Designing a Stormwater Harvesting System

The general rule of thumb when sizing a "cistern" to capture rainfall is that a 1" rainfall from a 1,000 sq. ft. roof will generate approximately 600 gallons of runoff. Seeing that 90% of the storms in the D.C. area are under 1" this is a pretty good metric to use when sizing your tank.

Above ground tanks are the most affordable solution to an underground system and in some cases rainwater that is collected can be gravity fed to water gardens and landscaping. If you can eliminate having to purchase a pump and expensive filtration devices with water level sensors that will be even better because "low tech" solutions offer the quickest payback especially in jurisdictions that offer incentives for collecting roof runoff. If you are interested in designing a stormwater harvesting system for your property we would be more than happy to assist you with the design of an affordable and efficient system that meets your budget.


Cistern volume can be determined by calculating the roof top water yield for any given rainfall, using the following general equation:

Equation     V = A2 x i x c x 7.5 gals.ft.3        where:




= volume of rain barrel (gallons)




= surface area roof (square feet)




= rainfall (1"=.08 ft.)




= coefficient of runoff (.9 for impervious areas)




= conversion factor (gallons per cubic foot)


600 gallons = 1000 ft.2 x 0.08 ft. x 0.90 x 7.5 gallons/ft.3


Edited Tue, Mar 11, 2008 10:52 PM

Replies to this Topic

Hi Nathan,

It is common knowledge that insurance companies request from roofing companies that give long-term warranties as accurate data as possible to lower their premium. The benefit for this program you are selling as a tool for the client is simply to lower your premium, maximize the profit maybe cause by issues in the past.

For me it is also common knowledge that USDA ‘Plant Hardiness' Map shifts Temperature Zones North just recently based on the ongoing pressure of experts. The "Plant Hardiness Zone Map," an update of a 1990 static version, shifts temperatures up one 5-degree increment across much of the country, reflecting newer and more complete data. Scientific data shows that the world is getting warmer, with potentially adverse consequences for farmers and gardeners worldwide.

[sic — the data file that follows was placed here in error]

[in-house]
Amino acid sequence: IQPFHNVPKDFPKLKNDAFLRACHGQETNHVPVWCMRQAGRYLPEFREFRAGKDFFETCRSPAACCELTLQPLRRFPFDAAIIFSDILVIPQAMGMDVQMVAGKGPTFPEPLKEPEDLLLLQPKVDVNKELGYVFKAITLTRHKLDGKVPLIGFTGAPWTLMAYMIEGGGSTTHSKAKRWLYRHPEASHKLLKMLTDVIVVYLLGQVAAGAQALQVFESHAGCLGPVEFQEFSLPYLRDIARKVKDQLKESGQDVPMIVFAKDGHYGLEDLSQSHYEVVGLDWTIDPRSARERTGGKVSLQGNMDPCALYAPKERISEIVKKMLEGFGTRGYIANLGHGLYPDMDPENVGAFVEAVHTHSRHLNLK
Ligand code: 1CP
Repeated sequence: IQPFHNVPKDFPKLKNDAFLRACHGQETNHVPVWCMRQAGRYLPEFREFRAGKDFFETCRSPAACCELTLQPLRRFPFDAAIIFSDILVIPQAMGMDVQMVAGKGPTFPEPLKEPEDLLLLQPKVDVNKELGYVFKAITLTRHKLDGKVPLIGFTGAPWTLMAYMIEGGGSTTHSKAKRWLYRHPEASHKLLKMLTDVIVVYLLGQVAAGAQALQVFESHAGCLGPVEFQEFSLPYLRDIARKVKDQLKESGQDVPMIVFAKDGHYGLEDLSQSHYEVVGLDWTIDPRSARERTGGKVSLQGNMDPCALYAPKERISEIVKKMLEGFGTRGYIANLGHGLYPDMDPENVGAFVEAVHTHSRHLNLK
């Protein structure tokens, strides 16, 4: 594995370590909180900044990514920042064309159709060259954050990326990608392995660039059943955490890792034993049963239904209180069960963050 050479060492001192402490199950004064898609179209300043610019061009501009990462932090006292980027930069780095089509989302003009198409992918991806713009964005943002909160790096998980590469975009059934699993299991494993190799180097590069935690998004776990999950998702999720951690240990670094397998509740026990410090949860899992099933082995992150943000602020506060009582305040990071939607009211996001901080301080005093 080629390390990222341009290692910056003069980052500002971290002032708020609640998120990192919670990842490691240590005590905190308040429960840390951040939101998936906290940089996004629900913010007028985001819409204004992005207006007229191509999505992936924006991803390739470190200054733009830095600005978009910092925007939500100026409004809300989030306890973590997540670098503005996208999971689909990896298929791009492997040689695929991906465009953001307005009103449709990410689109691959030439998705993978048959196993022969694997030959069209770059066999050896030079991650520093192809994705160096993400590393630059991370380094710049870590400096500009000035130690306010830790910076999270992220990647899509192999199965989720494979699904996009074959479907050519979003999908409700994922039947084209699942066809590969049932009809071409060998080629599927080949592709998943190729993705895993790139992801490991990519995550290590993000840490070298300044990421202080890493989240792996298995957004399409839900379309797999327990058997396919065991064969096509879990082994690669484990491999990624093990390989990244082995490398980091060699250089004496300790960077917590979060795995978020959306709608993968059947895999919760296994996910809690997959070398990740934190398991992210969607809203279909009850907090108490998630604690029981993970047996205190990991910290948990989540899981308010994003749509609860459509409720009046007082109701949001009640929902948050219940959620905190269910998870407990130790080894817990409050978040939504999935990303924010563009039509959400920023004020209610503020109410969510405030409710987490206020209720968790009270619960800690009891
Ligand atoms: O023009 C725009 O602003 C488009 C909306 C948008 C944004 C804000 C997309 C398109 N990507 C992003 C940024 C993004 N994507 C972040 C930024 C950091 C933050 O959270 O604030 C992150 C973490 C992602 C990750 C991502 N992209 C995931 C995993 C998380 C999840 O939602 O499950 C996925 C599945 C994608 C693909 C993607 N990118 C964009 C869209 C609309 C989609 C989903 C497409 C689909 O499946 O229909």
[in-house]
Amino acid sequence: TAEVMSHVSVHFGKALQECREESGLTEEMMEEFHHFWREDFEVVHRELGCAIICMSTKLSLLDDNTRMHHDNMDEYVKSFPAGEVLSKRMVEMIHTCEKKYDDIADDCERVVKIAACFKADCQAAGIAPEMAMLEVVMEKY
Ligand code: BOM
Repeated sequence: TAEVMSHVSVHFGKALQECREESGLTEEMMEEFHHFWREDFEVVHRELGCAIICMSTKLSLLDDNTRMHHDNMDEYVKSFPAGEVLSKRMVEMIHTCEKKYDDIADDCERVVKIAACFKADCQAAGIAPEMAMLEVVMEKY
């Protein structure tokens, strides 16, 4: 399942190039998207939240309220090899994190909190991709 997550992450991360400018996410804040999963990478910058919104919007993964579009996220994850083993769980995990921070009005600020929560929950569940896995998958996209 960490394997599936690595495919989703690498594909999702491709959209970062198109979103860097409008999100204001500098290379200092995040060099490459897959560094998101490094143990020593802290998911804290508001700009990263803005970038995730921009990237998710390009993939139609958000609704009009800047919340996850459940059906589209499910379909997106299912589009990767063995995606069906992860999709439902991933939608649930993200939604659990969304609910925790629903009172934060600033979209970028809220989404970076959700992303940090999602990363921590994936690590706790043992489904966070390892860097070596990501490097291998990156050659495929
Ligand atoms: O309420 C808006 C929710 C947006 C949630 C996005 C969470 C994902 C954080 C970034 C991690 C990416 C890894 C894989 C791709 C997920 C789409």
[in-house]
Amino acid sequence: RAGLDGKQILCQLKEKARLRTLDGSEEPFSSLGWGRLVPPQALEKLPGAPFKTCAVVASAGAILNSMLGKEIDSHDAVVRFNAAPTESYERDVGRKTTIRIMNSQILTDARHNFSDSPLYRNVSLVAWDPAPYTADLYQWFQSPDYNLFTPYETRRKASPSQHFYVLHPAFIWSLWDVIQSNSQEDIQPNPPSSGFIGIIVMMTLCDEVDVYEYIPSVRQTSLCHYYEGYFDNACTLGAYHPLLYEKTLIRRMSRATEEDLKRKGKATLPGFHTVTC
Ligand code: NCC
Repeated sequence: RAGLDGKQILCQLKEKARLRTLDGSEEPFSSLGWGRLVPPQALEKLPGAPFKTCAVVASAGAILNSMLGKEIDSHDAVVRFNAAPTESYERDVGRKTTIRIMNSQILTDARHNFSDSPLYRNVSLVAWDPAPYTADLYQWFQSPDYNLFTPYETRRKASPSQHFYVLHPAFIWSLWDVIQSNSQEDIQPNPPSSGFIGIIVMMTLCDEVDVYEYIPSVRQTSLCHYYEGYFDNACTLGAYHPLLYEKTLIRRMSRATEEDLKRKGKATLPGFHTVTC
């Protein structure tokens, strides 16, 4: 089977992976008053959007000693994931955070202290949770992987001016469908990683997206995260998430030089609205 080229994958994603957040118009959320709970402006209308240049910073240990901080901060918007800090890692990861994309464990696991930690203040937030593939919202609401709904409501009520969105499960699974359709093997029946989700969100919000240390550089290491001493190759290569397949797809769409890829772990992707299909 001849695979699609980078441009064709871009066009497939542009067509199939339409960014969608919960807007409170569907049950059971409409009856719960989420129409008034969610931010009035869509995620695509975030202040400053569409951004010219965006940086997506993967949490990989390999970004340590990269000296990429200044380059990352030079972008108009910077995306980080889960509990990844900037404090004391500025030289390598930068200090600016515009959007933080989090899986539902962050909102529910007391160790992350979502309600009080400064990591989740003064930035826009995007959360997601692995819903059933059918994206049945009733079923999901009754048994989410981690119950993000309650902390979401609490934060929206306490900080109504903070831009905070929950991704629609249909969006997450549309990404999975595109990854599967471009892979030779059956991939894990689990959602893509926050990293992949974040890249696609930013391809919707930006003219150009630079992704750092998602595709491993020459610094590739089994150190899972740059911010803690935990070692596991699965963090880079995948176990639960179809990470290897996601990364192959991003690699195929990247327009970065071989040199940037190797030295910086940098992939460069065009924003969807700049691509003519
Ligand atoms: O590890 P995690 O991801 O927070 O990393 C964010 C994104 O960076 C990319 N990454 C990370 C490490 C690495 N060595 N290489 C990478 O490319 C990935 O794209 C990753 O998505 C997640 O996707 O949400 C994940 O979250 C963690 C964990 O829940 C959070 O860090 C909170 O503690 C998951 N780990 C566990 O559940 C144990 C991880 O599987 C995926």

It seems commons sens that utilizing data from the past don't have the accuracy in today's fast climate change anymore and for what you are looking for.

Also, when you use a program to model the future - and if it is accurate - you should be able to do the weather forecast for the future, too. May be I am just bothered about the term "accuracy" what should be use accurately.

Sometimes I wonder what else countries with multi-billions square meter of green roofs missed in the last 30 years? jbi



I wanted to share the rainwater catchment/reverse osmosis setup of an internet friend:

This setup is rather specific in that the water quality had to be improved for his specialized use (watering bonsai), nevertheless there are some great ideas and it's very well-written.



We are starting to see higher single event precipitation numbers than some existing stormwater harvesting and retention systems were designed to accommodate.  How does this impact the stormwater retention infrastructure and your stormwater management plan?

In the District of Columbia, Stormwater Management Plans are required to address a ninety-percent stormwater event, i.e. rain events of 1.25" or less.  If that ninety-percent event threshold were to change to say, rain events of 1.5" or less, how would that change your Stormwater Management Plans and the palate of stormwater retention vehicles that you deploy?


Any stormwater management system can be adjusted to given requirements. This is already common practice since various cities across the US already have a range of different requirements already.